Heteroscedastic and independent stochastic component, in the utility function, can be accounted for by using a HEV model or a probit model. It is highly likely that the unobserved factors influencing mode choice vary from one elevator to the other. Reasons for this variation can be the price agreement between a particular elevator and railroad or trucking company, variation of availability of railcars by different elevators, or ownership of railcars or trucks by the elevators. This variance in each alternative can be handled using the HEV model. One assumption of the HEV model is no correlation between unobserved factors (Bhat 1995). The limitation of the HEV model can be overcome using a probit model. The probit model allows random test variation and any pattern of substitution, and can handle panel data. The only assumption of the probit model is that the random component is normally distributed. In the probit model, the random component can be defined by a vector [[epsilon].sub.n] = [[[epsilon].sub.1n], [[epsilon].sub.2n]]; where [[epsilon].sub.1n], and [[epsilon].sub.2n] are the normally distributed random component of mode choice 1 and mode choice 2. The density of [[epsilon].sub.n] can be defined by [MATHEMATICAL EXPRESSION NOT REPRODUCIBLE IN ASCII] (Train 2003); where [OMEGA] is the covariance matrix and J is the number of error terms.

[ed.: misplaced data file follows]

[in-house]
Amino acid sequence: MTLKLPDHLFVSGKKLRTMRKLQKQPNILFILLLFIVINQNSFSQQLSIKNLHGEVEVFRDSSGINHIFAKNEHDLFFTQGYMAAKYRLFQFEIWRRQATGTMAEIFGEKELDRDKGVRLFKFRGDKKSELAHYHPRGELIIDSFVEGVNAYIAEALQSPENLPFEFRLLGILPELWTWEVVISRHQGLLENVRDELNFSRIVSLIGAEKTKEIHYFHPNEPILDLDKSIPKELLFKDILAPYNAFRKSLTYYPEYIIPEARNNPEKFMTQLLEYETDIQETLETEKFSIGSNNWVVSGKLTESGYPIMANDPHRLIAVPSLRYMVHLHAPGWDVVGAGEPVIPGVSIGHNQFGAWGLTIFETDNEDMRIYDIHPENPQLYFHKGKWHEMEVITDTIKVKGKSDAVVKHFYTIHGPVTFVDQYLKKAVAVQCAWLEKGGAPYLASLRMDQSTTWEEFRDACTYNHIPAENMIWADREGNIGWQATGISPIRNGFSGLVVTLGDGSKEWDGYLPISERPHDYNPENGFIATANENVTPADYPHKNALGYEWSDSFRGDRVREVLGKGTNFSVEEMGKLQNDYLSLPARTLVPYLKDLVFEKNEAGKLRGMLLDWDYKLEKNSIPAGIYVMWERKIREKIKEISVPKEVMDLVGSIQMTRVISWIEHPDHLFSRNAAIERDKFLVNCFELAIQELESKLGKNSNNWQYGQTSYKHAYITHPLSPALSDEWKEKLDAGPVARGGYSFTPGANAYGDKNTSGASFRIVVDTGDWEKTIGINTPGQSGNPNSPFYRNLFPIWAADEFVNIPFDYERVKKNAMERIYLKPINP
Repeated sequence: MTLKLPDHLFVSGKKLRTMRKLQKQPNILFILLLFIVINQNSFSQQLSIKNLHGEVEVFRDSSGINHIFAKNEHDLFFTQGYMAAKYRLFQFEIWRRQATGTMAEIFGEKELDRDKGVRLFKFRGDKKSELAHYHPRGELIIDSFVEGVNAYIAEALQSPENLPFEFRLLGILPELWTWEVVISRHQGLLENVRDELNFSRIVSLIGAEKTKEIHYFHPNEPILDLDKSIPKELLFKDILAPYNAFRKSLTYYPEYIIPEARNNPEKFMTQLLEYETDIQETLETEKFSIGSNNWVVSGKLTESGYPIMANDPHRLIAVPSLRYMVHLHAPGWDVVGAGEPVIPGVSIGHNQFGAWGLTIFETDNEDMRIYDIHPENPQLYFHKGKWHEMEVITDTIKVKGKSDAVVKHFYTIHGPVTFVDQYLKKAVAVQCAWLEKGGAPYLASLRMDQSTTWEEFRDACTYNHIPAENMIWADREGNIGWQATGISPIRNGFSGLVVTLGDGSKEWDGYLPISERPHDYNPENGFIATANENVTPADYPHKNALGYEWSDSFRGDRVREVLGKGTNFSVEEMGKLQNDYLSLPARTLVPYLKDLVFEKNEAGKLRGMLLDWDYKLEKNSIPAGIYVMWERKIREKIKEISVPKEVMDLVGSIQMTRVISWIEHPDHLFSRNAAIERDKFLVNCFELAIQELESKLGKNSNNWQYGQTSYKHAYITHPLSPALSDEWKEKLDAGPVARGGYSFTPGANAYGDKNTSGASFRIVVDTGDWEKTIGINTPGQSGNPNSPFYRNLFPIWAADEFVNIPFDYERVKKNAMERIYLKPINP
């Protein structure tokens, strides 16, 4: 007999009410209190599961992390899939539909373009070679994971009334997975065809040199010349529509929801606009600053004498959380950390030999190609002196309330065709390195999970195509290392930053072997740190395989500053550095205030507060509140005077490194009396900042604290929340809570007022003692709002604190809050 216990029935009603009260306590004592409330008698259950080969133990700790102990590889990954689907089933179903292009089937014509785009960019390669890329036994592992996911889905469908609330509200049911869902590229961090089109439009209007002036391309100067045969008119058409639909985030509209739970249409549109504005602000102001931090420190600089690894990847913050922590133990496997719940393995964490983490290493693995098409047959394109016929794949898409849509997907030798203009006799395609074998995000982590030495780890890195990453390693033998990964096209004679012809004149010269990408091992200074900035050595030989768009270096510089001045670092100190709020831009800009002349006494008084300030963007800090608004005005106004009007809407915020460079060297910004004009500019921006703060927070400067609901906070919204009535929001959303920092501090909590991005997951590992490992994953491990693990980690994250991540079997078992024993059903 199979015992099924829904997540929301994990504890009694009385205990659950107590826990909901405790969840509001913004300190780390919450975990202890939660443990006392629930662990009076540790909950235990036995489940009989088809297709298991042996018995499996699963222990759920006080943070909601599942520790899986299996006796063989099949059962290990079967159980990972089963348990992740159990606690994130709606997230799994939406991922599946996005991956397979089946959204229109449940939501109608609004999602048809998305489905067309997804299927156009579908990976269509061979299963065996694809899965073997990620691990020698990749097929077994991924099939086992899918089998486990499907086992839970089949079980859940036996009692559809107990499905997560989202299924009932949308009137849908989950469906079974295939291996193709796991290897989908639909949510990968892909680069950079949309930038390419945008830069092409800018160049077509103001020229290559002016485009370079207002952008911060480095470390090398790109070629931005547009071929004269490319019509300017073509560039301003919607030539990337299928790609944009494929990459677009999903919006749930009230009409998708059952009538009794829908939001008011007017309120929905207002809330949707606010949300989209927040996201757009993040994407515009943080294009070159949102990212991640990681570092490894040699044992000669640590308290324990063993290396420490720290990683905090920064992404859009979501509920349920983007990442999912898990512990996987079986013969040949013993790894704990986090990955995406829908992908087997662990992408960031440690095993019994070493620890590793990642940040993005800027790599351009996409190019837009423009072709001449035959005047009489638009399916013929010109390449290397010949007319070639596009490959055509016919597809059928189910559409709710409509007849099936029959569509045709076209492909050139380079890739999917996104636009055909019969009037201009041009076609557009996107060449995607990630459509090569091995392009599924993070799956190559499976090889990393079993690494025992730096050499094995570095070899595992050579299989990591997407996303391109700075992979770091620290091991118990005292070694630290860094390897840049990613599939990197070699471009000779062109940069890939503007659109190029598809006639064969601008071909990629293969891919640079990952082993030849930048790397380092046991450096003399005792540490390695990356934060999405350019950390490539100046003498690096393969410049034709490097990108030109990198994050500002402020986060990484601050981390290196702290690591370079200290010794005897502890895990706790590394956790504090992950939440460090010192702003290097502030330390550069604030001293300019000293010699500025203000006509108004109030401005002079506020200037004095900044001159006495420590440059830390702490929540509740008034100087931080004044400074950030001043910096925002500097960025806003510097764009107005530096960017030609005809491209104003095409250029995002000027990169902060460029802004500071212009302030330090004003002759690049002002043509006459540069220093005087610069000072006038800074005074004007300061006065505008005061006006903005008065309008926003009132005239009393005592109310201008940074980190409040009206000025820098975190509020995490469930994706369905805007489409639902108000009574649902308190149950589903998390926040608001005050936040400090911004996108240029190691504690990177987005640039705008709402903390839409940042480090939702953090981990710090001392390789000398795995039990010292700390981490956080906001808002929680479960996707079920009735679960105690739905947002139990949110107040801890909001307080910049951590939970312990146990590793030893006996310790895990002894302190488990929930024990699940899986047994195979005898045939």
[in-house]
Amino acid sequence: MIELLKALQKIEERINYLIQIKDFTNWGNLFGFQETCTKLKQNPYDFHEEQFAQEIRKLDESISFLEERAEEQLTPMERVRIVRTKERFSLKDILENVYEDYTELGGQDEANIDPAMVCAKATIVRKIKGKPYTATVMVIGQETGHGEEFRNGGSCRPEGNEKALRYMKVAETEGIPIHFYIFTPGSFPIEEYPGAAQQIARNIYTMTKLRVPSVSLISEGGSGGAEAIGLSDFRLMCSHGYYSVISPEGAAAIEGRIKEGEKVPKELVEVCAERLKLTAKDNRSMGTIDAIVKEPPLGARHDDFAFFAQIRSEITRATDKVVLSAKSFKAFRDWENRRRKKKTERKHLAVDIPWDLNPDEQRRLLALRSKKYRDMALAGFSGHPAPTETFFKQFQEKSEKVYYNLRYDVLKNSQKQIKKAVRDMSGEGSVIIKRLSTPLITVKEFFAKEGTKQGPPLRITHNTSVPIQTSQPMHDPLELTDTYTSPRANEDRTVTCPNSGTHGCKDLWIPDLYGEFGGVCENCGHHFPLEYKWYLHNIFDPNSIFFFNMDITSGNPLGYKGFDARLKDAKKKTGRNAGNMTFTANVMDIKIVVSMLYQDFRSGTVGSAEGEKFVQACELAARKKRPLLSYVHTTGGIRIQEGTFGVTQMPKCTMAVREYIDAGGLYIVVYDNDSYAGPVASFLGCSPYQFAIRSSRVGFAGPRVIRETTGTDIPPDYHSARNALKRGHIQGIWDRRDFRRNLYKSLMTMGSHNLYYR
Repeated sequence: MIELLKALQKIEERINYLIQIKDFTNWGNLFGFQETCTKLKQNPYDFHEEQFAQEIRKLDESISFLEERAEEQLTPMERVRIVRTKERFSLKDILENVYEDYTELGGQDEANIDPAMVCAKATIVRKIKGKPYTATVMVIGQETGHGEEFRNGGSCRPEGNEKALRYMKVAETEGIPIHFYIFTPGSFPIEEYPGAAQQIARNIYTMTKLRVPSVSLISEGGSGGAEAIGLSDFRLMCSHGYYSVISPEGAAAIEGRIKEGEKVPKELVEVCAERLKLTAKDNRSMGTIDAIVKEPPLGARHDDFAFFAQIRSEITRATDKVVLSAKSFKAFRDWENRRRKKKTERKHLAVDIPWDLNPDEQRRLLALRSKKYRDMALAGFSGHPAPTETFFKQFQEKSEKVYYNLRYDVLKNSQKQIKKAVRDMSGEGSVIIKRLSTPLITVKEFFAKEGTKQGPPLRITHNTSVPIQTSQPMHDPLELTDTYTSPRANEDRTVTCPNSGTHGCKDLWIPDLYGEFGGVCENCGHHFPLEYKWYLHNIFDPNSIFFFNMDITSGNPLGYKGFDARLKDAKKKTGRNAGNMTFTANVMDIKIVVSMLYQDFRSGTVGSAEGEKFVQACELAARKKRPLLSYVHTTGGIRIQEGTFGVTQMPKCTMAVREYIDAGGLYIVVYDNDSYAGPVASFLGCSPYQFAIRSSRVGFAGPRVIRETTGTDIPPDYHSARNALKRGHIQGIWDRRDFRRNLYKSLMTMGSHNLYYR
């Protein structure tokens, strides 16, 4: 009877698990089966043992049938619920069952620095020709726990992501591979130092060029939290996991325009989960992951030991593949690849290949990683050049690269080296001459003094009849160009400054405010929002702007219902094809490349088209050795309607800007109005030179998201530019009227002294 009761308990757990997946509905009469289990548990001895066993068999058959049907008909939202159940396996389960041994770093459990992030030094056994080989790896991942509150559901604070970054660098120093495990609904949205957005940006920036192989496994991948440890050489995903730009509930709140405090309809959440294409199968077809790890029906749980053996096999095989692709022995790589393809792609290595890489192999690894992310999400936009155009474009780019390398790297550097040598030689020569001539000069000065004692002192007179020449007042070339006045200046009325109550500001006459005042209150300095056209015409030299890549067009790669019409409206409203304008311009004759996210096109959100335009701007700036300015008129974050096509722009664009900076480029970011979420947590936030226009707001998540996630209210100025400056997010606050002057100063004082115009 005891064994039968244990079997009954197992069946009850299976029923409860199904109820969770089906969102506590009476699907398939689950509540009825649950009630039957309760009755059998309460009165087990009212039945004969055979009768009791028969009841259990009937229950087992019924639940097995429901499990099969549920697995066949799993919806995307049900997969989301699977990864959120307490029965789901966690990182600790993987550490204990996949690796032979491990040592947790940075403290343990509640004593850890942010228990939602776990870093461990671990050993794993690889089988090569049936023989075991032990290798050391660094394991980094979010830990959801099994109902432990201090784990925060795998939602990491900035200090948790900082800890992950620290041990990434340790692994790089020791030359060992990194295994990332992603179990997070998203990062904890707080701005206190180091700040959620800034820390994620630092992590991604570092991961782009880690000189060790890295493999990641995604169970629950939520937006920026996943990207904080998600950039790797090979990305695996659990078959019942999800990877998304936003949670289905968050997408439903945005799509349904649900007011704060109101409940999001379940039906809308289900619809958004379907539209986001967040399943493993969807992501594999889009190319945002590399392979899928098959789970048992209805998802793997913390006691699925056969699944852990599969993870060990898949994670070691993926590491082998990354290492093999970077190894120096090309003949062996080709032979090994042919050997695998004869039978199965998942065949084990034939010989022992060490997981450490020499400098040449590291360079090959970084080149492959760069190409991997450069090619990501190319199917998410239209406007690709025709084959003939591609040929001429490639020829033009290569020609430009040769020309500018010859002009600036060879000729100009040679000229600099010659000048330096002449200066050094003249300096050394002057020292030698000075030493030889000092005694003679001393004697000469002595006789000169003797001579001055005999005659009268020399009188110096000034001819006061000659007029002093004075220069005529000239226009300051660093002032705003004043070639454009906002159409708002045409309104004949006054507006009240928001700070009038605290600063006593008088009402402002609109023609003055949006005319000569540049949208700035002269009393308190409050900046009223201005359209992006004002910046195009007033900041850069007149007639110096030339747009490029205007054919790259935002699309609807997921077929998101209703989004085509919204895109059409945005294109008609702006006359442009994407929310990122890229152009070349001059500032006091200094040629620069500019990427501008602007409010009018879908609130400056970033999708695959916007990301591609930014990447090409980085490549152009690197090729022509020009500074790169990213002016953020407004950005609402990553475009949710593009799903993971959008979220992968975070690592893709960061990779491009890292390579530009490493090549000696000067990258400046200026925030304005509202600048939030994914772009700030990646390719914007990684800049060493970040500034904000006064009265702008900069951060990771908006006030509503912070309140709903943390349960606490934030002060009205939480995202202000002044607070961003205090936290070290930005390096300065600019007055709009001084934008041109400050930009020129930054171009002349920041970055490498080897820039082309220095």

The unobserved heterogeneity across elevators and their sensitivity to observed exogenous variables can be modeled using a mixed-logit model. The utility function of a mixed-logit model can be defined as [] = [x.sup.'][beta] + [[xi]] + [[epsilon]]; where [x'][beta] is the deterministic component of the utility and [[xi]] + [[epsilon]] is stochastic component of the utility. [[xi]] is the random component, which may be correlated among alternatives for each elevator, and is assumed to have a general distribution, [[epsilon]] is the random term, which is assumed to have IID Gumbel distribution (SAS Institute 2008).

Goodness-of-Fit Statistics and Result Interpretation

The goodness-of-fit in the discrete choice model is tested by the likelihood ratio index; this is similar to the [R.sup.2] value used in the linear model (McFadden 1974). Researchers have developed a number of other ways to test the goodness-of-fit of the discrete choice model. Estrella (1998) suggested two measures for the goodness-of-fit of the discrete choice model. These two measures can be defined as




where N is the number of observations, and K is the number of estimated parameters. The results of the test statistic for our model are shown in table 1. Based on the McFadden likelihood ratio, it is observed that the probit model is the best fit.